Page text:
50 bmg - what gear does the military carry with them?


December 2, 2012, 05:39 PM
This thread comes off of a discussion I had with a friend. We all know that military folks carry a good amount of ammo and gear with them. Military snipers who use a .308 bolt action will quite obviously carry extra ammo, a sidearm, and whatever other supplies are necessary for the mission.

However, some of this load might change when you go from carrying a 10 pound rifle to carrying a 30 pound rifle.

For those of you who know and have the experience, what do military folks using a .50 bmg typically carry with them? How many rounds are carried on average? Do they still have simple two-person shooter and spotter teams, or is a third individual required to help lug the stuff?

Inquiring minds want to know...

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December 2, 2012, 06:32 PM
I don't think you'll find long distance strolls with a 50. Prob more deploys from a vehicle.

December 2, 2012, 07:19 PM

December 2, 2012, 08:21 PM
Ours were mounted on trucks with a turret. I wouldn't want to carry the ammo cans very far. Or the ma Duece for thar matter.

December 2, 2012, 08:25 PM
There's s few different .50 guns the military uses. Are you asking in general, or certain types, ie- sniper rifles or truck mounted guns. Obviously you can haul more ammo in a truck than you can carry.

December 2, 2012, 08:31 PM
I seriously doubt any of our guys are "marching" with a 50 BMG.

December 2, 2012, 09:44 PM
I'm specifically thinking of a sniper rifle. Meaning, bolt action or semi automatic, such as a McMillan or a Barrett. The kind the guys in Afghanistan were making 1.5 and 2 mile shots with.

Basically, I wanna know what kind of stuff the guy laying in the grass making the 1.5 and 2 mile shot is carrying in addition to the rifle.

December 2, 2012, 10:13 PM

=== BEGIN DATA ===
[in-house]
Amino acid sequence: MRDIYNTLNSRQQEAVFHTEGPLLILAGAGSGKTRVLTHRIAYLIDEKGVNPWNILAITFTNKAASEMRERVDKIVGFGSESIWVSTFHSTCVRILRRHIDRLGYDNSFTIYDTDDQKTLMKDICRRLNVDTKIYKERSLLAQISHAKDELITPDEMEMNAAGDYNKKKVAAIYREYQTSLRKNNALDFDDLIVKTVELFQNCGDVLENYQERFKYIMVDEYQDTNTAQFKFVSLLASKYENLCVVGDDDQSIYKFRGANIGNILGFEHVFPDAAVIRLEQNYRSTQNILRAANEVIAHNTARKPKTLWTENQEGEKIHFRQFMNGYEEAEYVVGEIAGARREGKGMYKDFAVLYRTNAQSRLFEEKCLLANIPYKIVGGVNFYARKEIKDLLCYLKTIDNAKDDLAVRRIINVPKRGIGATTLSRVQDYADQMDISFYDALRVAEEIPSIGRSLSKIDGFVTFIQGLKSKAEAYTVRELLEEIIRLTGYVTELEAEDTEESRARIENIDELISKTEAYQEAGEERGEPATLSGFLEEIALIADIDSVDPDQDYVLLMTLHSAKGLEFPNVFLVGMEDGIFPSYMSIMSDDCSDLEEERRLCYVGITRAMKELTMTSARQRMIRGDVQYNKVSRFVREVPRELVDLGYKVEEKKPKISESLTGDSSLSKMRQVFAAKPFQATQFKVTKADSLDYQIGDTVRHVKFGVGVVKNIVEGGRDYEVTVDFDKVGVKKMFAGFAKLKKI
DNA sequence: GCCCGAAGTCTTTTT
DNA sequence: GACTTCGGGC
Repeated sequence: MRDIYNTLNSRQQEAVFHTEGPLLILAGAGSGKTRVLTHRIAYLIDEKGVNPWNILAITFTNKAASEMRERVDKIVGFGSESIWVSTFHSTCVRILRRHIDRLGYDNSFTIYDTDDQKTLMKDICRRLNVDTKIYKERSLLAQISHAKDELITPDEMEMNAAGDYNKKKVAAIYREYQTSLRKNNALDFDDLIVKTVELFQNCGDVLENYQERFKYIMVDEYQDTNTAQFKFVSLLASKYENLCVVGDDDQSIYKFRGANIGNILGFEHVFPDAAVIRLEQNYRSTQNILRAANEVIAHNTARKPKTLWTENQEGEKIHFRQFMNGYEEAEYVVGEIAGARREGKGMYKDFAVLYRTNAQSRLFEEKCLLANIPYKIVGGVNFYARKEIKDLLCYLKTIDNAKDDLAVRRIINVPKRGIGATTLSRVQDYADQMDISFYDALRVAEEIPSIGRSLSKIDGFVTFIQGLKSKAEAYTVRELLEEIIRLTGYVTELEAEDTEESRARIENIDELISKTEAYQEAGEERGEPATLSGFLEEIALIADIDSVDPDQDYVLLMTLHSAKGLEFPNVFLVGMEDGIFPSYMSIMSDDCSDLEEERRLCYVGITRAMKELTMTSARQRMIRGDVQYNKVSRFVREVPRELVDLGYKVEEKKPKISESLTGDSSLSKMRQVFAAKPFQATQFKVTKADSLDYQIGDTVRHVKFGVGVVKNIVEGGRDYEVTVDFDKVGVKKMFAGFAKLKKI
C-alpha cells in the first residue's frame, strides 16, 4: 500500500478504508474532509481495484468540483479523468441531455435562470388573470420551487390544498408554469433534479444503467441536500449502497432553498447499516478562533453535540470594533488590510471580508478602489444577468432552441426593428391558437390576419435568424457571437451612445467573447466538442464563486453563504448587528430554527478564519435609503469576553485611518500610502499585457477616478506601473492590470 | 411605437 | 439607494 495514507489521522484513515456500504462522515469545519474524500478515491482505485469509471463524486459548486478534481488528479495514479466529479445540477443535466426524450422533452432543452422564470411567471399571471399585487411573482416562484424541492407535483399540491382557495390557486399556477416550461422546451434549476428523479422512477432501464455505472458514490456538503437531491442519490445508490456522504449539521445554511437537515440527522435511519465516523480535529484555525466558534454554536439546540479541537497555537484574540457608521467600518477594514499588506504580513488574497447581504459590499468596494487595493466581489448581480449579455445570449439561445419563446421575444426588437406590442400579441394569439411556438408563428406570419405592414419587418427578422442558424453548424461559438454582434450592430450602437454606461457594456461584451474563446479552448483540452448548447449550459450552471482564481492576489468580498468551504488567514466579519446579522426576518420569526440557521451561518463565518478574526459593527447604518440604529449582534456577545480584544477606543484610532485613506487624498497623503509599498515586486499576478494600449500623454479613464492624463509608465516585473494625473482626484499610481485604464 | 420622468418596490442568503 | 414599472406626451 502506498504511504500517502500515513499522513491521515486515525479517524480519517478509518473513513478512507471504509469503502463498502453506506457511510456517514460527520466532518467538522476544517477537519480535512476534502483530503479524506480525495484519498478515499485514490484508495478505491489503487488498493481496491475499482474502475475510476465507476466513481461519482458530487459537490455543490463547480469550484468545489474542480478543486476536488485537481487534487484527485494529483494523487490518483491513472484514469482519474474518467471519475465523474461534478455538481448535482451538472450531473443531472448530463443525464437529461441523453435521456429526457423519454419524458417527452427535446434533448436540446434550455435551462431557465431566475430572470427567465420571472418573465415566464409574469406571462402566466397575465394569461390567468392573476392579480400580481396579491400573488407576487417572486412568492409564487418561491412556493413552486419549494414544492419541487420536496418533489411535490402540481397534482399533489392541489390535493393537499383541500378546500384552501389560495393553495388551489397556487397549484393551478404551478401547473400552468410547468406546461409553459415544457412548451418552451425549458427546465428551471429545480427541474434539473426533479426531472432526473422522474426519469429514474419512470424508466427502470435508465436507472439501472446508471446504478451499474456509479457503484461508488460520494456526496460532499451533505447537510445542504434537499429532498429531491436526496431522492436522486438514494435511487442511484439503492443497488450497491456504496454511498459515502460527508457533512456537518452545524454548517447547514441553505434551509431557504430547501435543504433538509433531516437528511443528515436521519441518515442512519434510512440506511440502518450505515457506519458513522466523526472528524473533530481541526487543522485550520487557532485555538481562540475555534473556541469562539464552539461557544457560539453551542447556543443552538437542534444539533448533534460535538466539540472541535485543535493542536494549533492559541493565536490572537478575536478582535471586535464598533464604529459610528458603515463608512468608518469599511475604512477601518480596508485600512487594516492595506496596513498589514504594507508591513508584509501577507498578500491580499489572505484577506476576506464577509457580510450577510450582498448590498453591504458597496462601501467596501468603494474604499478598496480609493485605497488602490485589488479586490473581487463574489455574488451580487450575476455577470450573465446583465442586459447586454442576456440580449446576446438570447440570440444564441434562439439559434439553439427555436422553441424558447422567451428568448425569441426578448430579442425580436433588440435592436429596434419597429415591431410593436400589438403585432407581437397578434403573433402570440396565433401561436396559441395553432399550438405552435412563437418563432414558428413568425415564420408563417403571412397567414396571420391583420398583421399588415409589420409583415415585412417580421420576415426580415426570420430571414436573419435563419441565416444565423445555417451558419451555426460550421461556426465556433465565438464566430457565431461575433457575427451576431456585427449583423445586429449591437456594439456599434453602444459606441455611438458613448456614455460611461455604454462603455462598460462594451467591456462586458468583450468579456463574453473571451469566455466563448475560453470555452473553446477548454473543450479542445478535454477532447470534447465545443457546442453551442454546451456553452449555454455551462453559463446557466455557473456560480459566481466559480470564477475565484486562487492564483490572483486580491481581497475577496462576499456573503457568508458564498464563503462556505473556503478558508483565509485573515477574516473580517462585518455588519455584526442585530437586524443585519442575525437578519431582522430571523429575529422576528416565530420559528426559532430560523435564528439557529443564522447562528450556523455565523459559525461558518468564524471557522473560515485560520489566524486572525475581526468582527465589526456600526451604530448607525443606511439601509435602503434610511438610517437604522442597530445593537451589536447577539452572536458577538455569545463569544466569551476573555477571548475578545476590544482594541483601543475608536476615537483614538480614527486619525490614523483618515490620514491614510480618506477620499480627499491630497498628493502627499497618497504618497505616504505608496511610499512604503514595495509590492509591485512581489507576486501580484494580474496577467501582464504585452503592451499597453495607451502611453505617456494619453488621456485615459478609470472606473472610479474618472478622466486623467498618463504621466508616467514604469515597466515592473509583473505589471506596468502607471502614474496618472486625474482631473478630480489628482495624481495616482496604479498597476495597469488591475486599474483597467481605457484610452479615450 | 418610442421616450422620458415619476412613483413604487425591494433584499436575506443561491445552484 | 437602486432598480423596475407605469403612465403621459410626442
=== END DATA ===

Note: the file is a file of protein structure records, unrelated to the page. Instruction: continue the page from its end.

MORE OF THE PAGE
1970: no Barretts or McMillan sniper rifles. We had M-14's for that. We didn't shoot at anything further away than 1-200 yds unless we could put our 81mm ( or, even better: 105mm's) on them.
The .50 was for breaking brush.

One of our sister companys kind of mutinied prior to deploying from RVN to Cambodia in 1970. The battalion CO came out and asked "(***!) is the matter here."

Resolution was: ditch the 81mm tube (which was useless in the triple canopy) and provide a .50 BMG. Problem solved.
One guy carries the receiver (had the biggest load), then one for the barrel, one for the tripod and 2 for the ammo cans (200 rnds). I bet there were volunteers carrying additional.
No worse than carrying the 81mm tube (1) , baseplate (1), tripod(1), plotting chart and sight (1) RTO (that would be me) and 2 rounds per grunt (let's say 6 =12) max.

They "marched with it" back then for the 2 months of 1970 Cambodia anyway.
Wasn't exactly TO&E but got them by.

Pretty good trade off in my opinion. My company DXed our tube as soon as possible for two extra M-60s that the 4th platoon carried and were happy to get them. (and happy to carry additional M-60 belts)

December 3, 2012, 01:39 AM
The Barrett is rarely used in situations where the M24 or M100? can be used. When the Barrett is used the sniper gets in position as close as possible with a vehicle. Our sniper certified on the .50 carried 50-100 rounds with him entirely dependent on how long he was going to be out, who was going with him etc. The spotter usually turns into a "pack mule" for equipment since the sniper is carrying a larger weapon. Some snipers remove excess equipment to make long shots. So they carry as little as possible in case they have/want to take some off. I was spotting for our .50 once and I was holding his helmet, water, and one of his armor plates to help him focus on an 1100 meter shot.